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Anthony Blaszczyk, Recipient of The Robert T. Simpson Award

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May 22, 2017 –Anthony Blaszczyk, graduate student in biochemistry, microbiology and molecular biology has been awarded the 2017 Robert T. Simpson Graduate Student Award for Innovative (Risky) Science.  The award will be presented at the Robert T. Simpson Memorial Lecture in Molecular Medicine at 4:00 pm on May 25, 2017 in 100 Huck Life Sciences Building on the Penn State, University Park, campus.

The Graduate Student Award for Innovative (Risky) Science was created by the family of Robert T. Simpson in 2005 in memory of the former professor of biochemistry and molecular biology.  Simpson embraced the concept of high-risk, high-impact research.  The award was therefore established to recognize an individual graduate student, working under the direction of a biochemistry and molecular biology faculty member, who has made important and innovative contributions in forwarding their research in their specific area of study.


Blaszczyk conducts his research in the laboratory of Squire Booker, professor of chemistry and of biochemistry and molecular biology.  The Booker Laboratory is interested in elucidating the mechanisms by which enzymes catalyze the methylation of unactivated C-H bonds, which is a burgeoning area of biochemical research. Blaszczyk focuses his research on one subset of enzymes, known as Class B radical SAM methylases, which, in addition to a [4Fe-4S] cluster, require an additional cobalamin cofactor for catalysis. Although these enzymes play crucial roles in the biosynthetic pathway of many antibiotics, mechanistic studies have been hampered due to their inherent insolubility upon overproduction in the bacteria, Escherichia coli.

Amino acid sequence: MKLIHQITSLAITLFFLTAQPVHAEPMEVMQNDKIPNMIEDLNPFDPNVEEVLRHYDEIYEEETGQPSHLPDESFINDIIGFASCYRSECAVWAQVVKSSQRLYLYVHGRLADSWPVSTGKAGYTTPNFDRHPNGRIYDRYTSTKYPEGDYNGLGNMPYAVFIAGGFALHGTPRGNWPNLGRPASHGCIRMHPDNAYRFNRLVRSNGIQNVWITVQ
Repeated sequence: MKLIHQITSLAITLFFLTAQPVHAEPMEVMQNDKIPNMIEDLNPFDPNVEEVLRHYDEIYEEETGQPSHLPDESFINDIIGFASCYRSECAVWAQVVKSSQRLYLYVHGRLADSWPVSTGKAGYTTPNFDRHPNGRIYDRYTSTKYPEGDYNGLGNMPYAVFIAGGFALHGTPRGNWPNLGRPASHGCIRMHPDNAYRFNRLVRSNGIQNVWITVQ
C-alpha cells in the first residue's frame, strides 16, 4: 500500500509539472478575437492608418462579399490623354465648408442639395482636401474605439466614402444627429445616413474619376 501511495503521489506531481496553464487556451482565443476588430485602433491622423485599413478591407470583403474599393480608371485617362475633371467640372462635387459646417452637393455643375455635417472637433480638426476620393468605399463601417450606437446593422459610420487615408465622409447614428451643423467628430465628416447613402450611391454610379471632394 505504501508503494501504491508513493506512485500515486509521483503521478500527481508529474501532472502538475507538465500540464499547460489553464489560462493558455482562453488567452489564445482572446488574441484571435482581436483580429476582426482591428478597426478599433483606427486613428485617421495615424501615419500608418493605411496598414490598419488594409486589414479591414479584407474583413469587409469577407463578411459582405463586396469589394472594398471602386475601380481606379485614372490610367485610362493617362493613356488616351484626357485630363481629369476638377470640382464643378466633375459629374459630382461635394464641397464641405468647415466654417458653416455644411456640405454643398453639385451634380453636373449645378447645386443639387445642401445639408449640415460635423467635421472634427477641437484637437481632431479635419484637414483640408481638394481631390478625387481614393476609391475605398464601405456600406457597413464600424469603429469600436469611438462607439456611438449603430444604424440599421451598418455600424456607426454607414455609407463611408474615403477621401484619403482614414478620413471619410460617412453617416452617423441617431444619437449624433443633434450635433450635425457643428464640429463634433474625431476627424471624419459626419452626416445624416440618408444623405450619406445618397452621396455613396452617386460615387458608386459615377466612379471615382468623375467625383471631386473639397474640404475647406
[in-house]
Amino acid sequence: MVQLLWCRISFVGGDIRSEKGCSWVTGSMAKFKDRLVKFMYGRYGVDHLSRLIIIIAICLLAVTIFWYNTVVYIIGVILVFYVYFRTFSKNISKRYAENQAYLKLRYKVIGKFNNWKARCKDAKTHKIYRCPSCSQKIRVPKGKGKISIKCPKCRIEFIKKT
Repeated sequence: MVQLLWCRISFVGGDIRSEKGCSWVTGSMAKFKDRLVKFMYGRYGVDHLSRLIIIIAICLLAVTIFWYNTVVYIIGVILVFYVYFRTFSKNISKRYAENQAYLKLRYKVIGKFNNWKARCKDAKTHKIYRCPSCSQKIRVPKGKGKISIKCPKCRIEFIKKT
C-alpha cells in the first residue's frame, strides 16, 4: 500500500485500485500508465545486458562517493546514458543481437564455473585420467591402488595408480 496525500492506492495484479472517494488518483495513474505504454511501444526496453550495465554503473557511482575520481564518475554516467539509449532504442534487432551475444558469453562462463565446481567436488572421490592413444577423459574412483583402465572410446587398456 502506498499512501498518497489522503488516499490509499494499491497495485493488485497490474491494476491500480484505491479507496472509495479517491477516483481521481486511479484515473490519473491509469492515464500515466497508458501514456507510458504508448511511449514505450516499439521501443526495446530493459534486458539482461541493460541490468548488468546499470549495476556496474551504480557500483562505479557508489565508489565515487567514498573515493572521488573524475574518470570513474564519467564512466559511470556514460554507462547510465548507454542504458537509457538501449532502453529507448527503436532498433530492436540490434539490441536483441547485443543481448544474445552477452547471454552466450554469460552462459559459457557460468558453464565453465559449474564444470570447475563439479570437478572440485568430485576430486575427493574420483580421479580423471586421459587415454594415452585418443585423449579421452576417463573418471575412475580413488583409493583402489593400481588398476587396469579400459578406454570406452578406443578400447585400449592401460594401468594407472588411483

In his studies, Blaszczyk has developed a procedure for the overproduction and purification of a Class B radical SAM methylase TsrM that, for the very first time, produces soluble protein that can be purified to near homogeneity with both its cobalamin and iron-sulfur cofactors intact. TsrM catalyzes the methylation of the C2 position of the indole ring of tryptophan, which is the first step in the biosynthesis of the thiopeptide antibiotic, Thiostrepton A.


Blaszczyk’s studies on TsrM have revealed it to be an outlier in the radical SAM superfamily, because, unlike all other radical SAM enzymes, it does not reductively cleave SAM to generate a 5’-dA•. Spectroscopic studies on TsrM reveal the cobalamin cofactor to bind in an uncharacteristic five-coordinate base-off conformation that, only upon addition of SAM, is converted to a pseudo-four coordinate cobalamin species. His work has provided strong evidence to suggest that TsrM catalyzes its reaction via a polar mechanism involving two SN2 displacements, which is a vastly different mechanism than was previously proposed.


Simpson was an international leader for more than 35 years in research on chromatin, a fundamental component of chromosomes, and its role in gene regulation.  Simpson was at the NIH from 1970 until 1995, when he became the Verne M. Willaman Professor of Molecular Biology at Penn State. His addition to Penn State in 1995 is considered to have placed Penn State and the Department of Biochemistry and Molecular Biology at the forefront of chromatin research and to have greatly enhanced Penn State's research and educational missions.